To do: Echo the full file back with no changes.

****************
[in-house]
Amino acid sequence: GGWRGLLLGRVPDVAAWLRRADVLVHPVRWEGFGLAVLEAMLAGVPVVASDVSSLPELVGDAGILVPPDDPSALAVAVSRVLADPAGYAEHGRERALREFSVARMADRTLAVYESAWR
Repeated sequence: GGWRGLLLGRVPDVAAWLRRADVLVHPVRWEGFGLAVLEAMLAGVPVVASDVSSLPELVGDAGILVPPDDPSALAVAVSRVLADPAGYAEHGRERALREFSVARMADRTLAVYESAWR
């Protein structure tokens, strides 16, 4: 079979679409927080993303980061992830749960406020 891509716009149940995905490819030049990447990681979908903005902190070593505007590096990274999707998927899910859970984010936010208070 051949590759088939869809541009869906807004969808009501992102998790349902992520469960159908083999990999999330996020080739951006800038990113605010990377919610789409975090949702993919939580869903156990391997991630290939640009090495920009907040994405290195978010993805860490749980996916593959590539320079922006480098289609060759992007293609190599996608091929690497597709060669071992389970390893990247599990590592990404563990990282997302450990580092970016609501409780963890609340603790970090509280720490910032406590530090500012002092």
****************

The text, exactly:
[in-house]
Amino acid sequence: GGWRGLLLGRVPDVAAWLRRADVLVHPVRWEGFGLAVLEAMLAGVPVVASDVSSLPELVGDAGILVPPDDPSALAVAVSRVLADPAGYAEHGRERALREFSVARMADRTLAVYESAWR
Repeated sequence: GGWRGLLLGRVPDVAAWLRRADVLVHPVRWEGFGLAVLEAMLAGVPVVASDVSSLPELVGDAGILVPPDDPSALAVAVSRVLADPAGYAEHGRERALREFSVARMADRTLAVYESAWR
């Protein structure tokens, strides 16, 4: 079979679409927080993303980061992830749960406020 891509716009149940995905490819030049990447990681979908903005902190070593505007590096990274999707998927899910859970984010936010208070 051949590759088939869809541009869906807004969808009501992102998790349902992520469960159908083999990999999330996020080739951006800038990113605010990377919610789409975090949702993919939580869903156990391997991630290939640009090495920009907040994405290195978010993805860490749980996916593959590539320079922006480098289609060759992007293609190599996608091929690497597709060669071992389970390893990247599990590592990404563990990282997302450990580092970016609501409780963890609340603790970090509280720490910032406590530090500012002092």